Water Fact File for Comets

The Bottom Line:

Just Water...

 

Findings from Dr Kotwicki's 1991 Paper:

Every 76 years during the past 200 000 years a black object, now peanut shaped and 15 km long, ventures near the Sun, exhibiting on most occasions a fabulous tail by losing some 1% of its mass during each rendezvous. Comet Halley is the best known, but tens of other comets are observed each year, implying both a large quantity and continuous supply.

Where do comets come from? Aristotle asserted that they form in the atmosphere, Hevelius believed that they originated in the Solar System and Kepler surmised that they form between the stars. Our dilemma is: are they a by-product of the formation of the Solar System or do they fly freely throughout the Universe, contributing to the so-called "missing matter"? Do they initiate the birth of stars in giant molecular clouds that have a mass exceeding a million times the mass of our Sun?

The current wisdom is that 1011 comets (a hundred billion is a favoured number in astronomy, meaning "many")  circumnavigate the Sun in a static "Oort" cloud (Oort, 1950) stretching halfway to the nearest star. The gross mass is  guesstimated to be between 0.1 and five Earth's masses: some scientists speculate that it may exceed the mass of Jupiter. New information put rather useful boundaries on our creativity: Anderson and Standish (1986) analysing Pioneer 10 data limit the suggested mass of any hypothetical belt of comets immediately beyond Neptune to less than five Earth masses.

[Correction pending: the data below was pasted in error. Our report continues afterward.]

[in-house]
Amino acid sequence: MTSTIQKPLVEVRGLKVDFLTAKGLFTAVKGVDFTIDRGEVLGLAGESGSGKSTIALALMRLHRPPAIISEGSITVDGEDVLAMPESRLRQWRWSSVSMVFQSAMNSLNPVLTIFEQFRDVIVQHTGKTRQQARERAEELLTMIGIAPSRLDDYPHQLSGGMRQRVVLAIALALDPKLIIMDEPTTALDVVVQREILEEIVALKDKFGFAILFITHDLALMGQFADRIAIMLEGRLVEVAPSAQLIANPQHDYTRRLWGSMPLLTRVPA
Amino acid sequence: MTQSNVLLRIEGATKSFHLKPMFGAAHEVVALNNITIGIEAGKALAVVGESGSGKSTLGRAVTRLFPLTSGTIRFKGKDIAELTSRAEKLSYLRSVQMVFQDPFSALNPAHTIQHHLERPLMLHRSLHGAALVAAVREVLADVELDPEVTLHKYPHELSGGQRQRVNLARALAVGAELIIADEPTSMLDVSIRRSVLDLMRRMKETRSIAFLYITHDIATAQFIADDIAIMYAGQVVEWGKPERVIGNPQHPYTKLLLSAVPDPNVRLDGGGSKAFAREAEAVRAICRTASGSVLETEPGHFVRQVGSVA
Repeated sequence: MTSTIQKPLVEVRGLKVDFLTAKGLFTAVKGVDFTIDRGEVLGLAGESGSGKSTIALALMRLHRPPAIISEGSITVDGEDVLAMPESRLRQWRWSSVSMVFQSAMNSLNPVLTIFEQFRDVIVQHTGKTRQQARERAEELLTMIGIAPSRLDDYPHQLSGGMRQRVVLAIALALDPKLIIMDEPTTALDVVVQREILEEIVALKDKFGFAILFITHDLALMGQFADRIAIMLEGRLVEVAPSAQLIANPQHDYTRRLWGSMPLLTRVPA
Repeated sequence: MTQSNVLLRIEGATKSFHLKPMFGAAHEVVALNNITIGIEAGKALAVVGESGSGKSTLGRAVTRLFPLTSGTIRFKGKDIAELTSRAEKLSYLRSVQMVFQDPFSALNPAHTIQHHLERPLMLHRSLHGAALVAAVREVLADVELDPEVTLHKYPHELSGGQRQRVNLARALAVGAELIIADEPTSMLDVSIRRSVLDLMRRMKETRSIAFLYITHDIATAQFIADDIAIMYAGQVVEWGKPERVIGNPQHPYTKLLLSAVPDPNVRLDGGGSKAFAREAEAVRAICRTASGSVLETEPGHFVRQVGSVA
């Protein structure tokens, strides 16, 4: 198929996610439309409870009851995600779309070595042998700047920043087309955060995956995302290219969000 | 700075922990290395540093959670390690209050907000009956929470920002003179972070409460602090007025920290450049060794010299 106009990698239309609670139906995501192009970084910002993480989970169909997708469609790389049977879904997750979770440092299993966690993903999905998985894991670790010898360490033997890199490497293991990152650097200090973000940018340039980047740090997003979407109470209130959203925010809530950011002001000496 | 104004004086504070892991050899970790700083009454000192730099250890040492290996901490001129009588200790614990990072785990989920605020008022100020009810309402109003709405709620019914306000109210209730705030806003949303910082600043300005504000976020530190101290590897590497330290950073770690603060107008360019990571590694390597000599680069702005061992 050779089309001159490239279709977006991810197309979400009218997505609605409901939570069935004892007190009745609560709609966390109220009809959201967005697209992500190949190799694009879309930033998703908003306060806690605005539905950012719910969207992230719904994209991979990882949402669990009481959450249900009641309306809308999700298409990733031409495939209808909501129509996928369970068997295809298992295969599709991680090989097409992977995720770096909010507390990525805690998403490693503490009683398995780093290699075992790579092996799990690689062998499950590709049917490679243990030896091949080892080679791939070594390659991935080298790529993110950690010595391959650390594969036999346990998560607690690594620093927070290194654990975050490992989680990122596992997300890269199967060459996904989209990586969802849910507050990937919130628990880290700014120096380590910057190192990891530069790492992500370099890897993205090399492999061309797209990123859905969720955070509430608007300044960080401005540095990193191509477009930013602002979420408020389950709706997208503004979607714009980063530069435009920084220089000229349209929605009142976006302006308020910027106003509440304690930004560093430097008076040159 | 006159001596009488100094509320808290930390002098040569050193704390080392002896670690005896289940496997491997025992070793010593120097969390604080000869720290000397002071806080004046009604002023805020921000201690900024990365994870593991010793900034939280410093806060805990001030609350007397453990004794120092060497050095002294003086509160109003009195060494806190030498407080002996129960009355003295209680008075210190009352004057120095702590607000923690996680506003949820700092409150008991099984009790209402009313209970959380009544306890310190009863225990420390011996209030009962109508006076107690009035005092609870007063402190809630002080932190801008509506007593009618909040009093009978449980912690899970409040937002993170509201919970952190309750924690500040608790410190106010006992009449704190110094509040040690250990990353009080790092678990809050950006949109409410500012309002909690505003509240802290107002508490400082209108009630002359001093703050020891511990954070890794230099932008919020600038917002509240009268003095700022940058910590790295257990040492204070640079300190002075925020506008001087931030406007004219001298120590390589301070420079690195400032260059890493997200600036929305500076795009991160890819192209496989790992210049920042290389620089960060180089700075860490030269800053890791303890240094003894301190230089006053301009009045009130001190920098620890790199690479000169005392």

Nevertheless, such a simplified view faces many challenges (Theokas, 1988, Bailey, 1989). The spiral arms of our Galaxy may be full of cometary material, and clusters of comets captured by our Sun from time to time. However, evidence on the origin of comets is scarce, as comets trapped in the inner Solar System "forget" the direction from which they came. As a lack of sampling material (to determine the deuterium to hydrogen ratio and hence the origin of a comet) allows for too  many speculations, picking up a sample from a comet has currently a high priority. In July 1990 the European space probe Giotto that swept past the eye of the Halley's Comet in 1986 was successfully redirected to fly within 965 km of comet  Grigg-Skjelierup in 1992. The Comet Rendezvous and Flyby (CRAF) project will be launched by NASA in 1995 with a task of firing a penetrator into the crust of a comet.

 

Latest Findings about Water on Comets:

 

 

Comet
COMETS
THE PLANETS
Saturn
Tethys
Dione
Enceladus
Rhea
Titan
Mimas
Iapetus
Other
Uranus
Ariel
Miranda
Oberon
Umbriel
Titania
Asteroids
Mars
Phobos and Deimos
Luna
Mercury
Venus
Earth
Neptune
Triton
Nereid
Charon
Planet X
Comets
Water in the Universe
Water in the Universe

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